De-Emphasis Response Table (75us, 25us, J-17)

De-Emphasis Response Table (75us, 25us, J-17)



		     UNLIMITED	     	         26 dB	                        26 dB
FREQUENCY		  75uS			 75uS (roofed)			25uS (roofed)

  50 Hz			 -0.00 dB		 -0.00 dB			-0.00 dB
 100 Hz			 -0.01 dB		 -0.01 dB			-0.00 dB
 500 Hz			 -0.23 dB		 -0.23 dB			-0.03 dB
   1 KHz		 -0.87 dB		 -0.87 dB			-0.11 dB
   2 KHz		 -2.76 dB		 -2.75 dB			-0.41 dB
   3 KHz		 -4.77 dB		 -4.75 dB			-0.87 dB
   4 KHz		 -6.58 dB		 -6.55 dB			-1.44 dB
   5 KHz		 -8.16 dB		 -8.11 dB			-2.08 dB
   6 KHz		 -9.54 dB		 -9.46 dB			-2.75 dB
   7 KHz		-10.75 dB		-10.64 dB			-3.43 dB
   8 KHz		-11.82 dB		-11.68 dB			-4.10 dB
   9 KHz		-12.78 dB		-12.60 dB			-4.75 dB
  10 KHz		-13.66 dB		-13.43 dB			-5.37 dB
  11 KHz		-14.45 dB		-14.17 dB			-5.97 dB
  12 KHz		-15.18 dB		-14.85 dB			-6.54 dB
  13 KHz		-15.86 dB		-15.47 dB			-7.09 dB
  14 KHz		-16.49 dB		-16.04 dB			-7.61 dB
  15 KHz		-17.07 dB		-16.56 dB			-8.10 dB
  16 KHz		-17.62 dB		-17.05 dB			-8.58 dB
  17 KHz		-18.14 dB		-17.50 dB			-8.95 dB
  18 KHz		-18.63 dB		-17.91 dB			-9.45 dB
  19 KHz		-19.09 dB		-18.30 dB			-9.86 dB
  20 KHz		-19.53 dB		-18.66 dB		        -10.26 dB
 100 KHz		-33.47 dB		-25.27 dB		        -21.85 dB
   1 MHz		-53.47 dB		-25.97 dB		        -25.95 dB



  1.00  Hz	+9.38
 50.00  Hz	+9.32
200.00  Hz	+8.68
400.00  Hz	+7.10
800.00  Hz	+3.72
  1.42 KHz	+0.00
  2.00 KHz	-2.40
  4.00 KHz	-6.28
  6.40 KHz	-7.89
  8.00 KHz	-8.37
 10.00 KHz	-8.70
100.00 KHz	-9.38

In the transmission of FM modulation there is more noise at the higher audio frequencies than there is at the lower audio frequencies. To compensate for this unbalance and make the noise more uniform over the audio spectrum, the Broadcasting industry developed some standards for Pre-emphasis and matching De-emphasis. In a modulator the audio is boosted with Pre-emphasis prior to modulation. In the receiver, De-emphasis is used after demodulation to recover a flat audio frequency response. This results in a much improved Signal-to-Noise Ratio for any given FM transmission system.

The standard in the USA for FM Radio is 75 microseconds. BE aware that some countries have standardized on 25 or 50 microseconds and International Satellites use what is called the J-17 standard as well as others.

Note that all the losses shown on the De-emphasis tables would become gains for the Pre-emphasis network within any FM modulator. That means that FM modulators cannot be tested for frequency response at “test tone” transmission levels without overloading the transmitter bandwidth allocation. The best procedure when making a frequency response run is to make all such tests at an amplitude 20 dB lower than test-tone level. This will insure that FM modulation products remain within the frequency allocation bandwidth.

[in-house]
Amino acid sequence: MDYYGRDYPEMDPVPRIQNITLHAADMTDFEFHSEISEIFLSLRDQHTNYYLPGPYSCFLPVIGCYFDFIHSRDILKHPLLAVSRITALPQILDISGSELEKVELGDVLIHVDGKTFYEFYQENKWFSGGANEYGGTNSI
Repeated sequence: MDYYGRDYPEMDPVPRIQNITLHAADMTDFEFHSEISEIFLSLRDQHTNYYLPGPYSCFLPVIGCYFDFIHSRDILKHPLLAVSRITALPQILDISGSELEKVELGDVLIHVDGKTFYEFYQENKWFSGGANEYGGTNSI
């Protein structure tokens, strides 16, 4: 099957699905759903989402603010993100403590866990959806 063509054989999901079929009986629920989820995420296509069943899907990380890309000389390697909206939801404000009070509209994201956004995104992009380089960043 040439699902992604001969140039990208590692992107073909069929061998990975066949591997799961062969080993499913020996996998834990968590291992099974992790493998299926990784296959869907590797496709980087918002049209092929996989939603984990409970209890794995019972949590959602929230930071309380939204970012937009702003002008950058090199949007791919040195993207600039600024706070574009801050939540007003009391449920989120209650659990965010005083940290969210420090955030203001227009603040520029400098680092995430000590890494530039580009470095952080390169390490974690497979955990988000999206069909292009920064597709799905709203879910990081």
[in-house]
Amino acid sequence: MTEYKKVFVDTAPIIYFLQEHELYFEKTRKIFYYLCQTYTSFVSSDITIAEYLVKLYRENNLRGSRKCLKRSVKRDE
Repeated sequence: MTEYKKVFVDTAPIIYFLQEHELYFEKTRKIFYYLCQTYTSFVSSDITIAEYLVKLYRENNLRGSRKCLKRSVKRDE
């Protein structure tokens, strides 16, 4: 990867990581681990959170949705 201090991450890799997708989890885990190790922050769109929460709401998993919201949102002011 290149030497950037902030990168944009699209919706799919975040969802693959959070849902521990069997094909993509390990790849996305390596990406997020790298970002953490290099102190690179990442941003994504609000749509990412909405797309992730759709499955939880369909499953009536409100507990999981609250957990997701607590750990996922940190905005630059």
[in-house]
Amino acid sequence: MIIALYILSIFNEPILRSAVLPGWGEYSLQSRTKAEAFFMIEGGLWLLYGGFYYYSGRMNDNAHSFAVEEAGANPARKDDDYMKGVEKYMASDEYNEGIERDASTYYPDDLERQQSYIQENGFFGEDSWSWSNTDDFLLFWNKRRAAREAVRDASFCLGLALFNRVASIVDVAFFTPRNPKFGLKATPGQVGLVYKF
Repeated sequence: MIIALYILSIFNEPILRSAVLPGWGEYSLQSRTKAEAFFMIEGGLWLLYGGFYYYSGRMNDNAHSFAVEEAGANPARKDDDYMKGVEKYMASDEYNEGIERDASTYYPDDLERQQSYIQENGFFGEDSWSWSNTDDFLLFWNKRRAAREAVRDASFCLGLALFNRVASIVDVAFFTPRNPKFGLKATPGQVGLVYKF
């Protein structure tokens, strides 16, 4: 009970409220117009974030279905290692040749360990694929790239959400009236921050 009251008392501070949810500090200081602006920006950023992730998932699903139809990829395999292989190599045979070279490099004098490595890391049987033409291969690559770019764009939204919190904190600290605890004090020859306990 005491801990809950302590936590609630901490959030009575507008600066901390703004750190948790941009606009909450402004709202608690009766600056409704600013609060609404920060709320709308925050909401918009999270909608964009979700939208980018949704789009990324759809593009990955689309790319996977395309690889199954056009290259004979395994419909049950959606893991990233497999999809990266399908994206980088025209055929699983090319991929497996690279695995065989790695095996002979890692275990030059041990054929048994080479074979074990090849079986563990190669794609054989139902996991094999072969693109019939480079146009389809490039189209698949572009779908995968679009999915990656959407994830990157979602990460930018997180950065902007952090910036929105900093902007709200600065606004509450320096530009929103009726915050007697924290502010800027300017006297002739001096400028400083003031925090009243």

Over modulation during program audio conditions will not occur at standard modulation level with Pre-emphasis because the power content of music and voice drops rapidly above 2-3 KHz. Music may be transmitted at “test-tone” levels but sine-wave test tone frequencies cannot. The typical consequence of frequency response testing at “test-tone levels” is that an apparent “roll-off” in response is observed at about 6-7 KHz. Distortion of the sine wave also increases dramatically as the “roll-off” is encountered. Note that this is not a defect in the equipment, but an incorrect test procedure. Remember to drop the test level 20 dB when making frequency response tests on modulators and demodulators.

The higher audio frequencies are boosted in the pre-emphasis network. Out-of-band RF signals entering with the audio program would also be boosted if they were not limited. Observe that an unlimited 75 microsecond pre-emphasis network would boost a 1 MHz spurious signal by 53.47 dB while the 26 dB “Roofed” 75 microsecond pre-emphasis network would only boost the spurious signal by 25.97 dB. Higher spurious signals would be boosted without limit in an unlimited pre-emphasis network while the “roofed” pre-emphasis network would limit at 26 dB.

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